It’s time to take up the challenge of applying 3D integration technology to IC design. The manufacturing process technology is maturing, the tool chains are in place, and the opportunities to broaden your market by applying a new form of systemic integration are growing. What’s missing is designers who are willing to take the first step, perhaps by using a 2.5D-IC integration technology, such as a silicon interposer, to begin with. Those who do so will be among the first to benefit from this new form of integration, as well as having the opportunity to help shape the emerging 3DIC ecosystem to their needs.
3DIC integration solves a number of emerging design issues, including the rising cost of leading-edge processes, the limited availability of such processes for any but the largest-volume designs, and the increasing imbalance between the number of I/O pins, and the amount of logic that can be implemented on a chip. 3DIC technologies also bring opportunities for new forms of integration, such as heterogeneous systems that tightly couple die produced on different processes, or which bring together, besides logic, MEMS, and optical circuits in ‘More than Moore’ configurations.
Such integration efforts can open up new markets – when Sony used a 3DIC integration technology to improve the performance of its camera chips, the new sensors found new applications. 3DIC integration can also enable users to build devices at densities that would otherwise only be achievable with future process generations – as Xilinx has for its largest FPGAs, by mounting multiple FPGA die on a silicon interposer. And they can mitigate wider systemic issues, for example enabling designers to use smaller PCBs with fewer layers by shifting a lot of the functional integration into the third dimension.
The uptake of 3DIC integration technologies lags the forecasts that analysts made for it in 2007 by three years. Why the delay? Apart from a global financial crisis that increased everyone’s aversion to risk, industry watchers point to a number of issues. Homogeneous 2.5DIC integration, where one company controls all the die that are to be integrated, works, as Xilinx has proved. But heterogeneous integration, using die from many sources, throws up issues such modeling, testability, procurement and liability.
3DIC integration, in which active die are stacked on top of each other and interconnected using through silicon via (TSVs), poses additional challenges. The TSVs are relatively big compared to the logic that they are connecting, so 1,000 of them, including the surrounding keep-out zone, take the same silicon real estate of 1,000,000 ASIC gates at 32/28nm, and may not make sense, at least for some applications. The aspect ratio of TSVs is also limited, which means that active wafers have to be drastically thinned, thus creating a handling problem in manufacture. And stacking die may cause thermal issues, as yet unresolved.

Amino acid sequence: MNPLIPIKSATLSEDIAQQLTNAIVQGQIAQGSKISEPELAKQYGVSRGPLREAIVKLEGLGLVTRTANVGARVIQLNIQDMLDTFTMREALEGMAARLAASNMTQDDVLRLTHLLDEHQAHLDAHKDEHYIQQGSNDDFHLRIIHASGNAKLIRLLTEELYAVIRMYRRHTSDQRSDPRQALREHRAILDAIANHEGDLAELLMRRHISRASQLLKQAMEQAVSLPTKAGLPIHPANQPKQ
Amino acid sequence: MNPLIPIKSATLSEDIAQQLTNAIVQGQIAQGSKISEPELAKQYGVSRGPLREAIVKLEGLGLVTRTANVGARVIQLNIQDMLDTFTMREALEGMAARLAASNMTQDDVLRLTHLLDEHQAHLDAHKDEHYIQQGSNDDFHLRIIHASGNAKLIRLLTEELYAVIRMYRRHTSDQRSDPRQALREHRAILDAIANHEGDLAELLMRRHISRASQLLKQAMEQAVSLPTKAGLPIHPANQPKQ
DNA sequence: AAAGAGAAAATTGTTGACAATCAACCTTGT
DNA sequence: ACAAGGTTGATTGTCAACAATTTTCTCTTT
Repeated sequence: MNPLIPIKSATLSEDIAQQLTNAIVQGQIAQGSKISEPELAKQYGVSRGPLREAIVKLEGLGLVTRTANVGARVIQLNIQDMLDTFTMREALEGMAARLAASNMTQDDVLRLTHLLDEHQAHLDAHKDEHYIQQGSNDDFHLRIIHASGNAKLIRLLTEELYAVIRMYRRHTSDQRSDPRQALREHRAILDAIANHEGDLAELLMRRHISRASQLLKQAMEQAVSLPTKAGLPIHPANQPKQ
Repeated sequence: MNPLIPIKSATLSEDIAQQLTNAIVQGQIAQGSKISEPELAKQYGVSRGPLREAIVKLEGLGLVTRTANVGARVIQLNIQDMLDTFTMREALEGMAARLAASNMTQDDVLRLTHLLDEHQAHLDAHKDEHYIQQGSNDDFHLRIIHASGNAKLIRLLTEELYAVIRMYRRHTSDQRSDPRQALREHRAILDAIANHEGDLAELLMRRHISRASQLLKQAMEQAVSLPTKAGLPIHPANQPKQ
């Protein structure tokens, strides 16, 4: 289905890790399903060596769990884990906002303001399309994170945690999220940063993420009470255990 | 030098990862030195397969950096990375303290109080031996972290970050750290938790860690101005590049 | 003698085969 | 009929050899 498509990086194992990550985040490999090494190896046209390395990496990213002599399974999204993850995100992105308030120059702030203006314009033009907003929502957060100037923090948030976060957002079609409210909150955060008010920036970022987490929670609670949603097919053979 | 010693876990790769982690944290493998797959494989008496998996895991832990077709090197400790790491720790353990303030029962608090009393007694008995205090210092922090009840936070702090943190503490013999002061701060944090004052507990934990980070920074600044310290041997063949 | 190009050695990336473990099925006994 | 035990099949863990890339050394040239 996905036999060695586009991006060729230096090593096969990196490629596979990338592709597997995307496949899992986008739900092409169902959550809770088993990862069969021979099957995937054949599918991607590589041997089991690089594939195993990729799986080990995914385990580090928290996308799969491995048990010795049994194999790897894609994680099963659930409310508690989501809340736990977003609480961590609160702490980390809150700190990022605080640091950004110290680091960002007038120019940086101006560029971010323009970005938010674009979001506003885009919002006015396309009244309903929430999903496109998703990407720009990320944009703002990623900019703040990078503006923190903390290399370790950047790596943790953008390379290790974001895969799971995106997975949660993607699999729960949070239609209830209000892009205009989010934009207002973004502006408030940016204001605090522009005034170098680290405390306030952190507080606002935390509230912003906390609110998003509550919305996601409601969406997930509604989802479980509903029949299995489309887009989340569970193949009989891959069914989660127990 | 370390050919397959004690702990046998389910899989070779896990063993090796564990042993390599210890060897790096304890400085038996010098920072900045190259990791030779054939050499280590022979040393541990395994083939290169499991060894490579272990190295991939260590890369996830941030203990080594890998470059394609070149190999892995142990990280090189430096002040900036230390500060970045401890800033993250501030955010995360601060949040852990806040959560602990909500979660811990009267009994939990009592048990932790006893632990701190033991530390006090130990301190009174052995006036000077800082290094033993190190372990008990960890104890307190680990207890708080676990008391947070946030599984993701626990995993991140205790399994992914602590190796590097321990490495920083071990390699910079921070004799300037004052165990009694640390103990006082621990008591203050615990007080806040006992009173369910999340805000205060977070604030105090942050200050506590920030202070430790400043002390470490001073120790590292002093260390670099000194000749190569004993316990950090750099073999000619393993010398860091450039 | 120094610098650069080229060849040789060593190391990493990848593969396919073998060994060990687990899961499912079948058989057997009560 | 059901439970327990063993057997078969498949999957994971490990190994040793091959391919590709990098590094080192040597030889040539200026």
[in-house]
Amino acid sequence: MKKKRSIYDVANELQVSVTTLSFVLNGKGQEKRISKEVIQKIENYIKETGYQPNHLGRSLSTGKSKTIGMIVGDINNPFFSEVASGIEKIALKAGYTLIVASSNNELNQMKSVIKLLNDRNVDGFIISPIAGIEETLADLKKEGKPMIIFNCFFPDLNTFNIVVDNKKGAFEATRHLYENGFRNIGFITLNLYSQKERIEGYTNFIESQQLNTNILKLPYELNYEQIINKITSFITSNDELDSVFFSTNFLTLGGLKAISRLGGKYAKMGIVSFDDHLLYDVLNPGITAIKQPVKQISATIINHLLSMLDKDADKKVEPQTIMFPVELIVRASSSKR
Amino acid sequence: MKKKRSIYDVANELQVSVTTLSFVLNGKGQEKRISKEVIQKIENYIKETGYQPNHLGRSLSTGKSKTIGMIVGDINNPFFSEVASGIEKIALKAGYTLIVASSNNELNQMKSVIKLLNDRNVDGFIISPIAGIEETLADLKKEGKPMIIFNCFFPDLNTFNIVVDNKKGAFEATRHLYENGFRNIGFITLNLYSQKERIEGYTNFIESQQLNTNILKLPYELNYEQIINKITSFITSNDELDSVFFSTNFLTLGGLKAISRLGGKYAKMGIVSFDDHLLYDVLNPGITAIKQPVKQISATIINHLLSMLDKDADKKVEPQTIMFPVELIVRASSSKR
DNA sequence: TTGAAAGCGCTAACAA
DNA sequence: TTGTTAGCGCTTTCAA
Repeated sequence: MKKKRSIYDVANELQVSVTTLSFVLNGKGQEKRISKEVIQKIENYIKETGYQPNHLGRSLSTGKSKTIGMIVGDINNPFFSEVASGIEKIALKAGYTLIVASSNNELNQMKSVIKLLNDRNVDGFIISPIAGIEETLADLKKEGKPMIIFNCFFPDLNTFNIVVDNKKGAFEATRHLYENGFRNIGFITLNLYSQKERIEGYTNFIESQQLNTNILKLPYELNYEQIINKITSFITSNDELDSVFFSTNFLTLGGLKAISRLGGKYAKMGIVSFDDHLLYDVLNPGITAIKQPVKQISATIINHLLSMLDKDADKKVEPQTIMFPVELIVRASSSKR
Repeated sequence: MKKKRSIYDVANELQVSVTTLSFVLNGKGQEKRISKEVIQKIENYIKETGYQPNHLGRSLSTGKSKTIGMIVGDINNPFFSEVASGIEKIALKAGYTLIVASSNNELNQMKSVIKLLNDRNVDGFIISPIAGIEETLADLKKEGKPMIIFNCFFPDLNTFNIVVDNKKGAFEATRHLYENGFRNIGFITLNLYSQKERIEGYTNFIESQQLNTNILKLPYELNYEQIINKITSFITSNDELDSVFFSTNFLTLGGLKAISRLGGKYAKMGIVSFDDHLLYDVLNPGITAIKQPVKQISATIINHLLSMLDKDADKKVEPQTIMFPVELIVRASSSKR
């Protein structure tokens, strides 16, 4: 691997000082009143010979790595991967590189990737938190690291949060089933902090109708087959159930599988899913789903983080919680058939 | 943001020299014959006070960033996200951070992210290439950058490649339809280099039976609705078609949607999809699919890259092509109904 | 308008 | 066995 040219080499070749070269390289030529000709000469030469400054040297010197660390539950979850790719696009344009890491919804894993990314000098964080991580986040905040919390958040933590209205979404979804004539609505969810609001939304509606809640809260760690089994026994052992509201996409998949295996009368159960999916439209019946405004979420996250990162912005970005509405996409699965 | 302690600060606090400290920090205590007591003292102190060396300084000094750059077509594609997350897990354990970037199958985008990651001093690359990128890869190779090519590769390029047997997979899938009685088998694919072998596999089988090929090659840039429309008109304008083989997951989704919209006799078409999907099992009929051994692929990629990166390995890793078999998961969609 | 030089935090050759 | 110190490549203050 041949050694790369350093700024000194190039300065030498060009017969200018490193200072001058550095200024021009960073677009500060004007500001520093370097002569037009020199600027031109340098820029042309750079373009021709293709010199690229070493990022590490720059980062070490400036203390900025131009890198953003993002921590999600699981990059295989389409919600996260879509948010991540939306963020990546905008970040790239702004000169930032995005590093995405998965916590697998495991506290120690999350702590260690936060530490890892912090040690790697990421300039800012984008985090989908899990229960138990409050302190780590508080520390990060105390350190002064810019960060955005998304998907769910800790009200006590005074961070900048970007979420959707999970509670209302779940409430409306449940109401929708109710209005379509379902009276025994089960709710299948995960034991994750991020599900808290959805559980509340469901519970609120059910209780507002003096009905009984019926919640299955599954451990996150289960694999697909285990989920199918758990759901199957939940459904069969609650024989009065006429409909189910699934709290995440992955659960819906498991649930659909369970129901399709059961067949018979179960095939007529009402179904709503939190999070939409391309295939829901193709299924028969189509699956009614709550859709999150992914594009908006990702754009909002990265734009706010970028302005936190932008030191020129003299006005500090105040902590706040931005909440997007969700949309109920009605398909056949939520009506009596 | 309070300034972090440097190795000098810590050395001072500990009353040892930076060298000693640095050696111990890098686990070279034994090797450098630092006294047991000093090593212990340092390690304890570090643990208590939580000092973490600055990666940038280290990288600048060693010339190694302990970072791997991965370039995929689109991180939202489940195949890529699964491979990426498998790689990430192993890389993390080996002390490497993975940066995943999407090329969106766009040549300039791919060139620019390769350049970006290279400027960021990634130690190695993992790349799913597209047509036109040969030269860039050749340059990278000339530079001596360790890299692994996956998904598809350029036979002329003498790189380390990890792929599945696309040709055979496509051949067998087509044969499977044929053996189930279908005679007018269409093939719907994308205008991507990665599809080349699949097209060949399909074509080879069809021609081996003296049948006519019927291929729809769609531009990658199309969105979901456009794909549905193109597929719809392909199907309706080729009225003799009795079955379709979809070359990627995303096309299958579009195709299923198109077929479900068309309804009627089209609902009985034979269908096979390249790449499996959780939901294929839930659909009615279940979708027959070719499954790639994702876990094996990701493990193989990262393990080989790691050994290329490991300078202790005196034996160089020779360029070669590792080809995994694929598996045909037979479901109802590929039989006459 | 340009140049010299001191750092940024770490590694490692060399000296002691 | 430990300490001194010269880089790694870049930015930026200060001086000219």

The short-term alternative is to work with 2.5DIC integration techniques, using a silicon interposer as what is effectively a miniature PCB with rich routing resources to interconnect the die, and TSVs to connect the resultant circuit to a package.
We know this works – it’s how Xilinx is building its biggest FPGAs – and we’re evolving the tool chain to develop such designs rapidly by extending the tools we offer for IC design to handle the special needs of 3DIC design. We can’t automate away all the intricacies of this new integration technology – applying it remains a multidisciplinary challenge – but the claim made three years ago, that there are no tools, no longer stands.
Removing obstacles to adoption
So what is holding back the uptake of 3DIC integration technologies, and especially the 2.5DIC techniques that offer advantages in their own right as well as acting as a pathfinder to true 3DIC integration? Part of the problem is the supply chain, which is still developing. Part of it is the need for new players to emerge to take their place in the evolving 3DIC ecosystem. And part of it is the need for new business models, which match the technical advantages of the approach to a commercial opportunity.
One way forward for 3DIC integration is for more people to join the ranks of designers, foundries, die manufacturers, tools vendors and others who are working together to overcome the remaining issues. They’ll be among the first to master the technology and take advantage of the market opportunities it brings.
If you’re facing a difficult integration issue, have a design that is increasingly I/O bound, or want to explore new ways to build systems, consider 3DIC integration as one way forward. When you’ve done your analysis, and if the technology seems right for you, have the courage of your convictions and commit to its use. In innovation, especially, fortune favors the brave.